Imagine walking along a deserted beach in the moonlight and suddenly being witness to the magic of a leatherback turtle emerging from the sea, her whole body shimmering with the phosphorescence of sea plankton. The silence is broken only by the surf and the rhythmic sound of this relic of the dinosaur age clumsily dragging herself up the beach to find a safe nesting place to lay her eggs.
Pacuare Nature Reserve, 800 hectares of pristine lowland tropical rain forest and six kilometers of deserted beach, is located between the Tortuguero canals and the Caribbean Sea, 25 km north of the Atlantic port city of Limón. The reserve was purchased by the British-based Endangered Wildlife Trust in 1989 and was only afterward found to be an important sea turtle nesting site, primarily for leatherbacks but also for green and hawksbill turtles.
For many generations, the area’s residents would collect leatherback turtle eggs, either to supplement their diet or to sell to buyers eager to benefit from the eggs’ reputed aphrodisiacal effects. The green turtle would be killed for its meat (as in green turtle soup) and eggs, and the hawksbill for its beautiful shell to make jewelry.
Turtle populations have declined drastically in recent years as a result of these activities and land development along the coastlines, and all three of the abovementioned species are on the critically endangered list.
Though prohibited by law, local residents still steal the eggs and kill turtles for their meat and shells. Some restaurants in Limón offer turtle on their menus, especially during the active turtle season.
In 1994, a volunteer turtle protection program was established on the reserve, which is now recognized as one of the most important turtle nesting sites in Central America. In the 2008 turtle season, 643 nests were counted, of which approximately 6 percent were lost to poachers, according to the Endangered Wildlife Trust.
The turtle protection program has always encouraged local participation, including visits from high school students and employment of reformed poachers as guards.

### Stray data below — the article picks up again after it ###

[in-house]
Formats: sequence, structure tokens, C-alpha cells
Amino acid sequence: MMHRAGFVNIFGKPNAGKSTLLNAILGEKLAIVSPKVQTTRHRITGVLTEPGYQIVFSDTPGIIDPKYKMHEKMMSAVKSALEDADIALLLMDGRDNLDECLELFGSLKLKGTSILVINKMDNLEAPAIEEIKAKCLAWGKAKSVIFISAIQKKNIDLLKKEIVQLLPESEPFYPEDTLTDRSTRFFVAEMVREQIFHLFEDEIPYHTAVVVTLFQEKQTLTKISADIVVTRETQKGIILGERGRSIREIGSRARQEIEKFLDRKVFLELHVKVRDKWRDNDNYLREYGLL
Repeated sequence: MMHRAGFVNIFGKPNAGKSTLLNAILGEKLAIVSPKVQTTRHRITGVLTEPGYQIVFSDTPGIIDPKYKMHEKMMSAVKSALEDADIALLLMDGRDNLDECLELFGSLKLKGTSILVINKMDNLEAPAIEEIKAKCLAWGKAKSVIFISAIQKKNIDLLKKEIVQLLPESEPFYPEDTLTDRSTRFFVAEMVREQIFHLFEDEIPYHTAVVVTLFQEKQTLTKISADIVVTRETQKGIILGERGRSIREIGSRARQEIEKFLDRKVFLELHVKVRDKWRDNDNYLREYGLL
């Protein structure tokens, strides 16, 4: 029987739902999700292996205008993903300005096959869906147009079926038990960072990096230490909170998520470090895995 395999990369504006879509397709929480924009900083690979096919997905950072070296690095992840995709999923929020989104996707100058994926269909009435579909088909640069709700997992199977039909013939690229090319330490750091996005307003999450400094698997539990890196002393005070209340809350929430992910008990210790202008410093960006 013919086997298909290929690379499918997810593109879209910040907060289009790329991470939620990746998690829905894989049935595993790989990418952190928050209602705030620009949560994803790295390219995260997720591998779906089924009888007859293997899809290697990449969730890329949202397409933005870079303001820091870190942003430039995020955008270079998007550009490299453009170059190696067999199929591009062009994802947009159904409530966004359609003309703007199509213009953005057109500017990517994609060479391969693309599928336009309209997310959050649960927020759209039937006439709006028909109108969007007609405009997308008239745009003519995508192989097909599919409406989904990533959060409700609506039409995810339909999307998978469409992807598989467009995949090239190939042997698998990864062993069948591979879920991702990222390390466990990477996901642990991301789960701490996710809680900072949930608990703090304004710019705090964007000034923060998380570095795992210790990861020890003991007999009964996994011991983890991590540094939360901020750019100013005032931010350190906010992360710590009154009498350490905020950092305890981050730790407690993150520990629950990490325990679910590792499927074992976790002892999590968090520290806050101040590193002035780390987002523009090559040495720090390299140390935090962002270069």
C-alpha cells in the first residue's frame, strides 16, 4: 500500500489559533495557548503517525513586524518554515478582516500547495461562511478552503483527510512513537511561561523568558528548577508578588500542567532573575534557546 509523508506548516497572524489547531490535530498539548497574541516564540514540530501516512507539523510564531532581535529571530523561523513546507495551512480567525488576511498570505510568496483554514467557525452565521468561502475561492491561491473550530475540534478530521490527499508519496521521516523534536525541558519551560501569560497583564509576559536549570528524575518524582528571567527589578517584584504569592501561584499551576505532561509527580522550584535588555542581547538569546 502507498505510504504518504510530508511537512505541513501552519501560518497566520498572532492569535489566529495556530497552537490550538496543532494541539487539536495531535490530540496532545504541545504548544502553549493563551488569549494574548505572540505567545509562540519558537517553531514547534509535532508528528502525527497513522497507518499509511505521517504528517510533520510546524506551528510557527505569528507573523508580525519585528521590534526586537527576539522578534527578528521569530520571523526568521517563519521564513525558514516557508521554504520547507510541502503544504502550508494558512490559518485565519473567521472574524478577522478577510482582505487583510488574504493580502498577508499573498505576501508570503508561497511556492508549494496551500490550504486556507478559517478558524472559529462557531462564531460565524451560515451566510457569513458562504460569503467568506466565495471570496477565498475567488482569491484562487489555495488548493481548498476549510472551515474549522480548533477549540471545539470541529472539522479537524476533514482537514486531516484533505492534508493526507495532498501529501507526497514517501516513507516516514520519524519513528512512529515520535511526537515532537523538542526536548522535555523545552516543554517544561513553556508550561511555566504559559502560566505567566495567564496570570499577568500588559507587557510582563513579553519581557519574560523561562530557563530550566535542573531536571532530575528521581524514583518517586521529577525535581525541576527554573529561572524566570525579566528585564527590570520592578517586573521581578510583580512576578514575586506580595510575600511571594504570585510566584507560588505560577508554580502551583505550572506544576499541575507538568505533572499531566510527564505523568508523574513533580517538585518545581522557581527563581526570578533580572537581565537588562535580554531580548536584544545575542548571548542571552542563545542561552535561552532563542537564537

What makes a visit to the reserve so special is the unique hands-on experience that makes visitors feel they really are contributing to the protection of the turtles. Upon arrival, guests and volunteers receive an orientation talk in preparation for the evening turtle-protection activities. Small groups of volunteers, guests, biologists and research assistants, on rotation throughout the night, leave to patrol the beach, primarily as a deterrent to prevent poachers from stealing the eggs, but also to collect important statistical data about the turtles. These data are correlated at the reserve and are made available to visiting guests and volunteers. A daily nest count during the season is posted in the community lecture room.
March through June is leatherback nesting season on the Caribbean side of Central America, while July through September is the green turtle season, with some overlap in June when both species are nesting.
In addition to participating in the turtle program, guests and volunteers can walk along a main trail running parallel to the beach, which offers an excellent opportunity to see the varied wildlife and birds. The reserve is home to more than 27 species of mammals, including monkeys, peccaries and deer, as well as many reptiles. In 2008, two large cats – a puma and an ocelot – were spotted by Scott Hardy, an administrator of last year’s turtle program. Additionally, some 230 bird species have been recorded over the past several years in the reserve, which is a known nesting site for the rare agami heron.
Shorter trails lead to the lagoons and other areas of special interest, such as an orchard with 42 species of fruits and vegetables, including noni and cacao trees. A boat ride can be arranged along the Tortuguero canals, where sloths, monkeys, wading birds, caimans and freshwater turtles may be observed.
Accommodation is available either as a guest staying a minimum of two nights in the lodge or as a volunteer staying a minimum of one week in the cabins.
The main lodge offers three double bedrooms with en suite half-bathroom, kitchen and sitting area. The shower area is below the house, supplied by rainwater; hot water is available, if required. The wraparound veranda overlooks the beach in front and the forest in back, where howler monkeys gather to enjoy the fruit of the mango trees.
Generally used by volunteers and staff members, the cabins are basic but quite adequate, with communal bathrooms, kitchen and dining area and lecture rooms.
Guests staying at the lodge may take their meals there or join the volunteers, research assistants and biologists for some animated conversation in the communal kitchen and dining area. There is no electricity; bright lights can disorient the turtles and affect their nesting abilities, so candlelight or kerosene lamps are used to ensure the reptiles are not disturbed.
Access to the reserve from San José is via Matina, a village two hours along the San José-Limón highway. From there, a 30-minute drive through banana plantations leads to La Trocha, a landing stage on the Tortuguero canals, where a boat collects visitors for the 20-minute trip to the reserve.
The visitors’ price, including accommodation in the lodge, meals, boat transportation to and from La Trocha, trips along the canal, guided night patrol on the beach and access to all parts of the reserve, is $80 per person, per night, with a minimum stay of two nights.
The volunteer price is $175 all-inclusive for a minimum of one week, staying in the cabins. Volunteers must be 16 or older.